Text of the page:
The European Central Bank will deploy “guerrilla” tactics to contain short-term Spanish bond yields around current levels and punish investors who question its resolve, said Huw Pill, chief European economist at Goldman Sachs Group Inc.
With a Spanish aid request “a question of when rather than if,” Pill predicted the ECB will then intervene sporadically to anchor short-term Spanish bond yields near where they are now rather than try to propel them much lower with large-scale purchases. If investors doubt the ECB’s credibility, the central bank may burn them with losses, he said.
Euro Crisis Blog: ESM, Europe's Very Own IMF, Will Face Test on Ireland and Portugal
“We don’t think the ECB is going to be ambitious in terms of driving down short-dated yields in Spain much below where they are now,” Pill, a former ECB official, told Bloomberg Television in an interview at the Retail Leadership Forum in London to be broadcast today. “They’d rather anchor the short- term yield curve through sort of guerrilla tactics.”
What form the ECB’s Outright Monetary Transactions program will take is being debated in financial markets as Spanish Premier Mariano Rajoy holds out against seeking the bailout that the ECB pledges to support with bond-buying in the secondary market. With Spain’s bond yields rising again, Pill said an aid request is likely in the first half of November.
Rather than transform itself into an activist central bank, the ECB may try to act as a “circuit-breaker” and initially not have to act “in a very aggressive way” as its rhetoric signals a commitment to the task of beating the strife, said Pill. If scepticism does arise, it may allow short-term yields to gain anew before re-entering markets to purchase bonds and impose losses on those who bet against it, he said.
“In the end markets will be disciplined and the ECB will be successful if people who take on the ECB make losses and people who purchase in line with the ECB make profits,” he said. “That’s the way to create a type of self-reinforcing low rate anchoring at the short end that the ECB’s trying to achieve.”
Pill joined Goldman Sachs in August 2011 after a decade at the Frankfurt-based ECB, where he rose to deputy director general of research. He also led the ECB’s monetary policy stance division and worked at the Bank of England.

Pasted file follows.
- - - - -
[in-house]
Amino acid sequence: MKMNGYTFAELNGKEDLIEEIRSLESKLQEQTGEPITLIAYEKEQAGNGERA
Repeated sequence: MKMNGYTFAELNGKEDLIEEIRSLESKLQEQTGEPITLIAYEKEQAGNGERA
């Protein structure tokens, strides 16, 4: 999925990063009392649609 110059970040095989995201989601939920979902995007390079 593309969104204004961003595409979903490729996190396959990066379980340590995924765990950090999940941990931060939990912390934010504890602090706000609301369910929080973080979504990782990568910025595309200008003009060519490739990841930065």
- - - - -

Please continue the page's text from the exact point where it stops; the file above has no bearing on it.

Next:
Italy would benefit from a Spanish aid request as the ECB’s response would help limit contagion and prompt investors to discriminate between economies, he said. Although Italy is “not out of the woods,” it probably doesn’t need to ask for help in the short term given its financial fundamentals are stronger than Spain’s, he said.
Pill said while ECB President Mario Draghi’s pledge to buy bonds had reduced market tensions, the crisis that has swept Europe for three years is now in a “muddling through” phase which is likely to last another 18 months.
“It will only be at that sort of horizon that we can really begin to even think about coming through the crisis,” he said, adding that policy makers must now form a banking union, recapitalize banks and provide aid efficiently.
“Each of those elements is very important,” he said. If failure “leads to some sort of dissonance or inability to act promptly or effectively, then that can create disturbances in financial markets.”
While Goldman Sachs economists have a “pretty high degree of confidence” the 17-nation euro-area will stay intact for now, as the crisis moves to a resolution stage there is “reason for doubt” all the current members will pass the test of meeting the reform needs required in return for deeper integration of the bloc, Pill said.
“There are reasons for potentially seeing some countries drop off the side of the euro-area,” he said. “I wouldn’t necessarily say that was the most likely case, but I think it’s not a case that can be easily dismissed.”
To contact the reporter on this story: Simon Kennedy in London at email@example.com
To contact the editor responsible for this story: Craig Stirling at firstname.lastname@example.org